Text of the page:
In addition to maintaining your landscape, make sure to store firewood, flammable liquids, and similar materials away from your home and outbound buildings. Plan to create a 30-foot zone of fire-resistant space around your home, which will greatly reduce the likelihood of fires starting and/or spreading.

4. Address any electrical issues. Even if you’ve secured fire safety outside your home, remember that a fire can start just as easily from within. One of the most common causes of house fires is malfunctioning or overburdened electrical components. With the increased use of electrical devices today, it’s not uncommon for circuits to become overloaded, especially in older homes, so make sure your system is capable of handling your usage patterns. If you’re frequently blowing fuses or tripping circuit breakers, or if you notice outlets and switches that are hot to the touch, don’t hesitate to call an electrician—these are all indicators of an unsafe wiring condition.

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Savvy Consumer Tip: Firewood Storage

15 Responses

  1. Kyle Ross says:

    These are some good tips, and I like your advice to consider putting in fire-resistant plants in your landscape. My wife loves to garden, and she loves to put a variety of plants around our yard, so I think it would be pretty simple to put some less flammable ones near our fire pit and barbecue. Thanks for the great post!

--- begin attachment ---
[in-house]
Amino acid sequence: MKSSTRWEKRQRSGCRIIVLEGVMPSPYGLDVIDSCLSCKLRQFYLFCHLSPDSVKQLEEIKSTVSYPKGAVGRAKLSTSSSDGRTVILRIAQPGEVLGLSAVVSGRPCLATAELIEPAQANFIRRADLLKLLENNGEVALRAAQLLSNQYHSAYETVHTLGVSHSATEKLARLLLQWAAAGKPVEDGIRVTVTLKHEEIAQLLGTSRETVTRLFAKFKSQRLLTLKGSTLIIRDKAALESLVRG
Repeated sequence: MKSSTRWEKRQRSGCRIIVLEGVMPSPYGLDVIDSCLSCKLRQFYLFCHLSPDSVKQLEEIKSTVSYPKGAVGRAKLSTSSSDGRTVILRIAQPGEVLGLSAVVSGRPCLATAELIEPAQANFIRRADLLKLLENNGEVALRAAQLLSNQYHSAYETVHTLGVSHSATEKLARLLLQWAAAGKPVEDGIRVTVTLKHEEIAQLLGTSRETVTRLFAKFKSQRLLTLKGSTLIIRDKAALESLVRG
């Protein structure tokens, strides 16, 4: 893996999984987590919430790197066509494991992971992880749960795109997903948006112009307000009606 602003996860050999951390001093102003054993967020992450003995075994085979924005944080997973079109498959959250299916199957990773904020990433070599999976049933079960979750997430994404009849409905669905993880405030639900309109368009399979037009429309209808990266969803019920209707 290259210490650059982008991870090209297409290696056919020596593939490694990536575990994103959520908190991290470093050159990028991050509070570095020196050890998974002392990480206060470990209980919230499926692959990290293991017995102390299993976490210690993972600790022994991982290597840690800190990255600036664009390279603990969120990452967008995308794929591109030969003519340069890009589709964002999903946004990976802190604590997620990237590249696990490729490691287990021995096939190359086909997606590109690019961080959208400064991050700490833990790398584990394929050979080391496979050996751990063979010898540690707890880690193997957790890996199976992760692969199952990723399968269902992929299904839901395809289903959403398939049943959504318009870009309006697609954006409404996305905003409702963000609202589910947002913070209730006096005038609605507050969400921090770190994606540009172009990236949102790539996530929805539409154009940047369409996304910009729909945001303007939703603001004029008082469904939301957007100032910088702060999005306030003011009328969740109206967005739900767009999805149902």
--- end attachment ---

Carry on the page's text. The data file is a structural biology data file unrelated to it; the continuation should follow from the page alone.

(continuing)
2. Betty Johnson says:

    Most people would agree that having a working smoke detector is a good idea. That would be awesome to have a “hush” feature for the times I accidentally burn things. Maybe I should upgrade. Also, I keep forgetting to check my fire extinguisher. I need to do that.

  3. DoloresB says:

    Fire safety is really important to know for whatever situation you seem to be in. It’s good to make sure the fire and smoke detectors are working properly. It’s also good to make sure that everyone knows how to use the fire extinguisher.

  4. Olivia Sherwin says:

    These are some great tips, and I appreciate your advice to make sure your smoke detectors are operational. Mine tends to go unnoticed until it goes of inadvertently, so it’s been a while since I’ve had it inspected. I’ll definitely get that done and replace or repair it if it’s having problems. Thanks for the great post!

  5. Jake White says:

    One of my neighbors recently had a fire start in his house, and it has caused my wife and I to be a little more conscious of how our own house is in terms of fire safety. I really enjoyed reading these tips, and I realized that we don’t even own a fire extinguisher. I’ll have to invest into one of those soon so thank you for sharing this!

  6. Stewart Boomer says:

    Thank you for noting the importance of keeping fire alarms operational. I had a neighbor just this last year who hadn’t kept up his fire alarms and when he had a little fire in his kitchen, he lost valuable time in responding to it because his alarms hadn’t worked right. Thankfully he was able to salvage most of his things, and he saved the house, but it was a great reminder to me to check my alarms as often as I can. Thanks for sharing!